THE CANVAS: Empty space, flat surface, a yard without access from inside

THE PALETTE: The contrast of Ipe and redwood, a touch of copper

THE MASTERPIECE:A tropical nook nestled in a private corner, a yard spilling out of the home, a place to soak under the night sky

Before Tim and Lisa Goodman got their hands on this project, anyone heading outdoors via the living room would have fallen 6 feet to the ground. The house had been remodeled, leaving an altered access to the backyard.

“They needed a usable space off the second floor,” says Lisa Goodman, a partner at Goodman Landscape Design. But the yard was connected to the basement. The area needed not only a face-lift, but also had to be made functional.

The homeowners wanted a comfortable deck to serve as an extension of their main living space. The project also had to include an item they had long coveted — a spa.

Hit the deck

The deck incorporates a number of materials. The base is constructed of concrete cinder block, and covered in stucco painted the same reddish hue as the house.

The goal for the deck was to create a craftsman style that would blend naturally with the home’s architecture. The floor is made of Ipe, a sturdy hardwood, while the benches and railings, are redwood. “We felt that everything vertical above the Ipe decking should be a different material and also remain consistent,” Goodman says.

An additional copper railing was added behind the benches to protect the clients’ 3-year-old daughter. To bring the garden closer to the house, the Goodmans placed a wisteria planter in the heart of the deck.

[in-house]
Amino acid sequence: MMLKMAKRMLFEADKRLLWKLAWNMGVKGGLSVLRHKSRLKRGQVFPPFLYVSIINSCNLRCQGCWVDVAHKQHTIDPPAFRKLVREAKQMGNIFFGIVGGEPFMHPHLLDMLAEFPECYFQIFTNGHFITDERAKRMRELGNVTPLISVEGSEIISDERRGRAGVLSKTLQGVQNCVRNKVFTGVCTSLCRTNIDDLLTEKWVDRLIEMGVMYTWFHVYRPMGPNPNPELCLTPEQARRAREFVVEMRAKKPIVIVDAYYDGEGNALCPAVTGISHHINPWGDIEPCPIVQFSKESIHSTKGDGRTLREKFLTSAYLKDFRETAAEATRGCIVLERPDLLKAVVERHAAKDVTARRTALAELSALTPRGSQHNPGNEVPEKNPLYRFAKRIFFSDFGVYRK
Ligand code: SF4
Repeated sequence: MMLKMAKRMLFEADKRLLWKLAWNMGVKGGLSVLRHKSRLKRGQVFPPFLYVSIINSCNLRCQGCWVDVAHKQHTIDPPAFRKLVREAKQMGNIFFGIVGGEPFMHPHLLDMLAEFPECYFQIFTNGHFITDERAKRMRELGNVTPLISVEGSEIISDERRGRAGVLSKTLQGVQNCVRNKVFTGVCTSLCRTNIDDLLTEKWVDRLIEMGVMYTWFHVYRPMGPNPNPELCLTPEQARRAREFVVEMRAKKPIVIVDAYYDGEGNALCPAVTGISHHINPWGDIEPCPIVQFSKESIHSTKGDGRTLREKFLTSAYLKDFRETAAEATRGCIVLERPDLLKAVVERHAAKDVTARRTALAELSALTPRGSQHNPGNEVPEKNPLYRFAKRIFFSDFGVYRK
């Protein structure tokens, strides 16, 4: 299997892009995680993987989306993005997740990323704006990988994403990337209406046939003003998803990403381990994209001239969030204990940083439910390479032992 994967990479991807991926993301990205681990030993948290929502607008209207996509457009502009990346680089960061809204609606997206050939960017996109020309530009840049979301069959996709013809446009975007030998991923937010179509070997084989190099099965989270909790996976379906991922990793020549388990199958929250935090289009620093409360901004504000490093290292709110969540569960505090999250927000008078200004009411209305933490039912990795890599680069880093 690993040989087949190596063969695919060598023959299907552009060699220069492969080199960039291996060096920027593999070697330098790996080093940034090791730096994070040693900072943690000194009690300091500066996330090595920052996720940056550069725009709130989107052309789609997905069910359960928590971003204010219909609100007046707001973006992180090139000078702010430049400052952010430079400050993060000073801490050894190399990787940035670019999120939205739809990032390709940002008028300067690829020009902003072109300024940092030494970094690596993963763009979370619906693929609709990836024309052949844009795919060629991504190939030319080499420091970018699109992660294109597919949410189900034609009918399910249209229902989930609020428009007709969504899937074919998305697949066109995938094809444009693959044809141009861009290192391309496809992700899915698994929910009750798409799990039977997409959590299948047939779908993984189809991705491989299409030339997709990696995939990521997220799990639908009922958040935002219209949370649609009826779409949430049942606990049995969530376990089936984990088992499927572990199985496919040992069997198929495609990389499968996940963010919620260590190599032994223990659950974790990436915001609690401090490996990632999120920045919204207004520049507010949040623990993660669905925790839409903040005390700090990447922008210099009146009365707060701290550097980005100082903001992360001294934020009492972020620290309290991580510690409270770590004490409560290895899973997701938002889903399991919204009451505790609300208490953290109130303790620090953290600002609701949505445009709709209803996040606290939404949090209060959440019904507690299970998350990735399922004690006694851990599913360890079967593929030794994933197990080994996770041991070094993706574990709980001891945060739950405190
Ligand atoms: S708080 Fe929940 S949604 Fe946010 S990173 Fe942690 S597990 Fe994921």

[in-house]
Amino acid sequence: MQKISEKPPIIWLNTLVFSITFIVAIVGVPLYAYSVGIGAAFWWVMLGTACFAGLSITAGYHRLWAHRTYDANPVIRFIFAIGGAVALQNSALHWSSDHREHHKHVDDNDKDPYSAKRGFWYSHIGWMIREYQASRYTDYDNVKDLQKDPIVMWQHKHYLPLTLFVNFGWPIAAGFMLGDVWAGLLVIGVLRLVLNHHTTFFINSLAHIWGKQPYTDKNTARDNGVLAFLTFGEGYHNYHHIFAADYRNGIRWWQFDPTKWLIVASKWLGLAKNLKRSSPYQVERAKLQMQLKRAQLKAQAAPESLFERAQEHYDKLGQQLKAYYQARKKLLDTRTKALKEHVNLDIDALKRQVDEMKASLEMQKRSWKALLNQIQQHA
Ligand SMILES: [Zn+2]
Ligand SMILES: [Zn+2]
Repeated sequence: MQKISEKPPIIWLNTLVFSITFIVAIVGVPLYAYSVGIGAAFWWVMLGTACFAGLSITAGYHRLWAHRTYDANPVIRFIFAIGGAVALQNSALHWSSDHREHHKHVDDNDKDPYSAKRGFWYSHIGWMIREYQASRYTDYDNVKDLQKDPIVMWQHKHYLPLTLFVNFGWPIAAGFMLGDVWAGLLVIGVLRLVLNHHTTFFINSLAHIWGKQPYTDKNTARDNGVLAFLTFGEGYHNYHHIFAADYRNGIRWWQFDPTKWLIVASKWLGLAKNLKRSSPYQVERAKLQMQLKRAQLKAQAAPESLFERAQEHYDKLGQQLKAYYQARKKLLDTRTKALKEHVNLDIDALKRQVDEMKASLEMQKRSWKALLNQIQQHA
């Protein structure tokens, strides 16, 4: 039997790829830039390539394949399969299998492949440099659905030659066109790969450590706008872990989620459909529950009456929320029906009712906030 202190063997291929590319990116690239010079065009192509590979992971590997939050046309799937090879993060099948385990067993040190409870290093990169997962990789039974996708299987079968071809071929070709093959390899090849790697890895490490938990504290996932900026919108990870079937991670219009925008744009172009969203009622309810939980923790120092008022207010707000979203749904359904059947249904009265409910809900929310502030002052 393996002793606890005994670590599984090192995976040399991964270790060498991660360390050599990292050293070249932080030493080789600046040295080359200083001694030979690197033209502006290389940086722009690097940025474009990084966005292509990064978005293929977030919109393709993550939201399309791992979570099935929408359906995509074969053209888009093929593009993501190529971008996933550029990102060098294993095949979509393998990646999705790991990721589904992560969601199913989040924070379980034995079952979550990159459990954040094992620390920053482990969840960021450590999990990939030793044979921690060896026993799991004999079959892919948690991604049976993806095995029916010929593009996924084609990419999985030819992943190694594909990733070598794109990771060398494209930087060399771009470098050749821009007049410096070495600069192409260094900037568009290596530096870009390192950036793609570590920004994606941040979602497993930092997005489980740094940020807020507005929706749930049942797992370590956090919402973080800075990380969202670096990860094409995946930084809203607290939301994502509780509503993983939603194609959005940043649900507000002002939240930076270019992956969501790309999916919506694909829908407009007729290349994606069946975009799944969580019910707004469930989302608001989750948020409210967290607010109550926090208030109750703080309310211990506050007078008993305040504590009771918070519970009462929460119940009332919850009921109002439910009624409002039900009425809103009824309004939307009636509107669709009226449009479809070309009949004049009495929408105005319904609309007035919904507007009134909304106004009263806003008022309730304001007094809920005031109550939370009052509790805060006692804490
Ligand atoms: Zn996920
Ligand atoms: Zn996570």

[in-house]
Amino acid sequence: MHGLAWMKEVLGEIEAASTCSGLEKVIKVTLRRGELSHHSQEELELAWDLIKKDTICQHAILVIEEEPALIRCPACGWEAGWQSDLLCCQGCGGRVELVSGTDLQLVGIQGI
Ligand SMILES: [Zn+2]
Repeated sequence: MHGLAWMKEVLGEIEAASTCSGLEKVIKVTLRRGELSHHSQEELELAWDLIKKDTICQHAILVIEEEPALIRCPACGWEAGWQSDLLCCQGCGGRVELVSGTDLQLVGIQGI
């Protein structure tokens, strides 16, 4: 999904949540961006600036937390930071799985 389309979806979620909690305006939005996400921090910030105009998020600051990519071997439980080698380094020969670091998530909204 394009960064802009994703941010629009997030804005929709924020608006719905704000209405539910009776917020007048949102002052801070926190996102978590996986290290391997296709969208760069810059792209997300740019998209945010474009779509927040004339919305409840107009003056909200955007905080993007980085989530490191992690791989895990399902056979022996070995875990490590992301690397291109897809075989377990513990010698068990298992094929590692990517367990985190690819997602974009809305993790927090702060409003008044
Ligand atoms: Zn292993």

But perhaps the best thing about this deck is its multiple levels. The owners emerge from the house, take a few steps to a landing and then continue down another stairway to arrive at the garden.

“We terraced the deck for multilevels,” Goodman says. “We felt that it was smarter to dip down a little bit and then drop again to create multiple rooms.

“It brings the architecture of the house right into the garden,” she adds.

A magical place

As for the spa, the Goodmans elevated an area to form yet another level. “It created an architectural structure that makes a garden sing,” Goodman says. First, a concrete base was laid down for the spa, then pressure-treated wood was added.

Seventeen plant species accent the vessel. Each serves a specific purpose, such as color, fragrance and architectural impact. The yellow, trumpetlike Brugmansia “Charles Grimaldi” is fragrant and pleasing to the eye. Cyperus papyrus was selected for the way its long, green stalks stand out against the water.

“We wanted to contrast one leaf structure next to the other,” Goodman says.

The green barrier behind the spa also serves as the neighbor’s garage. Instead of worrying about an unsightly blemish, the Goodmans received permission to paint it a lush green, which ties in with the trim of the house and produces a glowing effect when touched by the lights in the evening.

Access to the spa is gained from the front and side. The steps on both entries are smooth, river-washed stones, which feel nice under bare feet. In addition, the Goodmans put in darker moss rocks to create a contrast with the steps.

“The clients love the multiple levels, and it made a flat space dynamic,” she says.